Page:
Converting A B&W Enlarger For Colour Analog Photo Printing

[Koraks tinkers] was gifted a gargantuan photographic enlarger, a Durst Laborator 138 s, which is a unit designed specifically for black and white usage only. This was not good enough for [Koraks] so down the rabbit hole of conversion to colour we go! The moral of the story is this: if you can’t find it, build it. The hacker mentality. After wasting time and effort trying to source a period colour head for the thing, [Koraks] did the decent thing and converted what was already in front of them.

A hacked Chinese-sourced COB array. This is no use.

Now, if you’re thinking this process is simply a matter of ripping out the tungsten bulb and sticking a high-power RGB array in there, then you’re going to be disappointed! You see, colour photography of the era — specifically the RA4 process in this case — requires careful colour calibration and is heavily biased towards the red end of the visible spectrum, due to the colour curve of those tungsten bulbs we touched upon earlier.

Attempt 2: With a heavy bias towards the red end of the spectrum

The first attempt at using an off-the-shelf COB array was a bust — it simply wasn’t bright enough once the light had passed through the diffuser plate, and the light path losses were too high to expose the RA4 paper sufficiently, especially at the red end of the spectrum. Quite simply this is due to the reduced energy of red photons (compared to blue) making the desired chemical reaction rate too low. The solution is more power.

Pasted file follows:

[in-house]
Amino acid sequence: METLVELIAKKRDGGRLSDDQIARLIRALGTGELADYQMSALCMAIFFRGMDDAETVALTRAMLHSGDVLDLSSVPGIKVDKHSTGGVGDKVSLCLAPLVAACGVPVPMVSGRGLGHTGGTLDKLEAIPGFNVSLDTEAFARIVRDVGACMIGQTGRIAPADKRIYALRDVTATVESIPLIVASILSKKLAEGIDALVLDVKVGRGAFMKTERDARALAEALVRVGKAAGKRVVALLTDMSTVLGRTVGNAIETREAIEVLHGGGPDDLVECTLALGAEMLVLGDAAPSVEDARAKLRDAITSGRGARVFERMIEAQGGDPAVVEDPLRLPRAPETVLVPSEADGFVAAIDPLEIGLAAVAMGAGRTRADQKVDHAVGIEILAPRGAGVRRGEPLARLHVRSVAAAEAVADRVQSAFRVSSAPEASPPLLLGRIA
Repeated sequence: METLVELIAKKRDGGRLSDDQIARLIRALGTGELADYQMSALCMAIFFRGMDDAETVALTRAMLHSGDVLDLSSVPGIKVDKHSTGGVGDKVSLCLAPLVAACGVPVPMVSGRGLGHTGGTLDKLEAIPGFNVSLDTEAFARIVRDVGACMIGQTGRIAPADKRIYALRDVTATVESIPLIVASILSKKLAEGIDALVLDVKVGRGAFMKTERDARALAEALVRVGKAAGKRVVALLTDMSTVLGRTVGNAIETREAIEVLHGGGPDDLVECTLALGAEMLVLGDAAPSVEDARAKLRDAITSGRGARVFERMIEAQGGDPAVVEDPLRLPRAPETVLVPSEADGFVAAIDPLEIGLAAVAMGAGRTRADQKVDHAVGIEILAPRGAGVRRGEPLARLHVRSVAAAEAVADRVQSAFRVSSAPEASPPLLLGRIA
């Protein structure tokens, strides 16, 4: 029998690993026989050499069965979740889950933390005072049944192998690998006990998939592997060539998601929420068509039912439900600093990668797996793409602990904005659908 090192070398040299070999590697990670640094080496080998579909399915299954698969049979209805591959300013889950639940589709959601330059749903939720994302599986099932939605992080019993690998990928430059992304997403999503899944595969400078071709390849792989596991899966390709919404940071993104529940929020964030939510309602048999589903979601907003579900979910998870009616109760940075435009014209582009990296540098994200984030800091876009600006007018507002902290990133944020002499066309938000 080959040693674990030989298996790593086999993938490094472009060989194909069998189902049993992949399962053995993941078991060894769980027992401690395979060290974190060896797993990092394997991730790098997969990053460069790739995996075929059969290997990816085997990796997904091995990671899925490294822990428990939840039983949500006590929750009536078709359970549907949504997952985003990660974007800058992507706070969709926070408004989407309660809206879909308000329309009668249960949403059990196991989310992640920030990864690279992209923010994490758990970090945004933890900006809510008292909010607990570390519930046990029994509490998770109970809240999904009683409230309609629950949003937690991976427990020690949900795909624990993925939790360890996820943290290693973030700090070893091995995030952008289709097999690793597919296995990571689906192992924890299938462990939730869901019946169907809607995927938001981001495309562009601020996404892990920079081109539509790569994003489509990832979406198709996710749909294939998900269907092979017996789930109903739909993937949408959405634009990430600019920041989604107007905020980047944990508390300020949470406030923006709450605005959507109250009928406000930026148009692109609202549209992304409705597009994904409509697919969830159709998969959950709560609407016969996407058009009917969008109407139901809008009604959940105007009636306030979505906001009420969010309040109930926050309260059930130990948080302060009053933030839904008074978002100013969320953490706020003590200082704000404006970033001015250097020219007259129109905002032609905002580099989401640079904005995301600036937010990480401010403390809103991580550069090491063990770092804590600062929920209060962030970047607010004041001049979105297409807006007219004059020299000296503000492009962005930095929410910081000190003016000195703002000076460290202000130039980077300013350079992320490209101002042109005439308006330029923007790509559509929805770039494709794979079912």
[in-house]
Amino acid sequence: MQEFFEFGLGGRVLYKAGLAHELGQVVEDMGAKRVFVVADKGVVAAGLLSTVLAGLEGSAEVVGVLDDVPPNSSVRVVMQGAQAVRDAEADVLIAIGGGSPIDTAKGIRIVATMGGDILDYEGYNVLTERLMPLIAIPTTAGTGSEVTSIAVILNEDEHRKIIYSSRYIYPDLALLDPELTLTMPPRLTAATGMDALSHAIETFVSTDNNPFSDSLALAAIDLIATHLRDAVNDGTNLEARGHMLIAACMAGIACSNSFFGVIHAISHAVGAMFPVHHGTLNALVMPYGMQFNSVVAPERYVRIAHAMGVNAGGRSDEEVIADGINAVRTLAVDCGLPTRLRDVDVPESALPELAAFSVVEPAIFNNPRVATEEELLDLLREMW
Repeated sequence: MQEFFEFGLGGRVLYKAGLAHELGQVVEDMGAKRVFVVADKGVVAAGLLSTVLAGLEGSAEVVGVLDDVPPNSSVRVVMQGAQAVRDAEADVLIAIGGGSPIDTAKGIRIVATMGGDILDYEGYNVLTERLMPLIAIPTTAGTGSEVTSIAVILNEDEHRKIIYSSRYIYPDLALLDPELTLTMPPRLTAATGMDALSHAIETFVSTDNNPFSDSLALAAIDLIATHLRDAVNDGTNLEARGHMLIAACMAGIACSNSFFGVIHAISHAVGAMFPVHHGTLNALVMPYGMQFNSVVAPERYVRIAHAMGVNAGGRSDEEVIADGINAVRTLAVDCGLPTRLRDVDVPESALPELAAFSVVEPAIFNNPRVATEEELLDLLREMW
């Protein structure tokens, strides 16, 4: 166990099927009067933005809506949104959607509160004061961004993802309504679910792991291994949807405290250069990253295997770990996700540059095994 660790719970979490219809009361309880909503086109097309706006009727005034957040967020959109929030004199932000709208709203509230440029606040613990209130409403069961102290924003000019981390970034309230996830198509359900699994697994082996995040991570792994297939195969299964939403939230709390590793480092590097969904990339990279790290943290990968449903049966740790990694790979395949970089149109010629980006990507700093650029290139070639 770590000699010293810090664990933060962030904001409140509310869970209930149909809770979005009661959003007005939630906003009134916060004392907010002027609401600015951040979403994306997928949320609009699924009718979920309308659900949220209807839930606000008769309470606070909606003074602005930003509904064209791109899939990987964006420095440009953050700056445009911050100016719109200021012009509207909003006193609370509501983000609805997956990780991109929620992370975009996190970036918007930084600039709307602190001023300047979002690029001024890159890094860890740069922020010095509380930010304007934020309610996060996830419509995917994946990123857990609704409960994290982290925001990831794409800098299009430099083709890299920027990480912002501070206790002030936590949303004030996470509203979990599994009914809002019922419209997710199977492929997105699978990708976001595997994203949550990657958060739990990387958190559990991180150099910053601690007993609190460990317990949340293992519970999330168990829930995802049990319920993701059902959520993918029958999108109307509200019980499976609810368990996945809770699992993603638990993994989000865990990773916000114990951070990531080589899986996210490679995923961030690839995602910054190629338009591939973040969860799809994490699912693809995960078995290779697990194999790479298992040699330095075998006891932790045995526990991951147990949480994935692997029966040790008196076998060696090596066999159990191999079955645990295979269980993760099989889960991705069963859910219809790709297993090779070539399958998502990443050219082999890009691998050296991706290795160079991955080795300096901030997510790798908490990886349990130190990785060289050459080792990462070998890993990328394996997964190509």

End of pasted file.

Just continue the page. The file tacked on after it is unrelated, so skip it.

Another issue that quickly raised itself was that 8-bits of PWM control of the RGB components was inadequate since the ratio of blue to red required was so skewed, that only a few effective bits of blue channel control were usable, and that was far too granular to get the necessary accuracy.

[Koraks’] approach was to custom build an LED array with twenty red 3W LEDs and eight each of the green and blue devices. 12-bits of PWM resolution was delivered via a PCA9685 PWM controller, that also handily controlled the cooling fans. The whole thing was hooked up to an Arduino Nano, with an MCP23016 expander board performing the duty of interfacing the rotary encoders and trigger footswitch. In fact, several iterations of the LED array have been constructed and this four-part blog series (Part1, Part2, Part3, Part4) lays out the whole story in all its gory detail for your entertainment. Enjoy!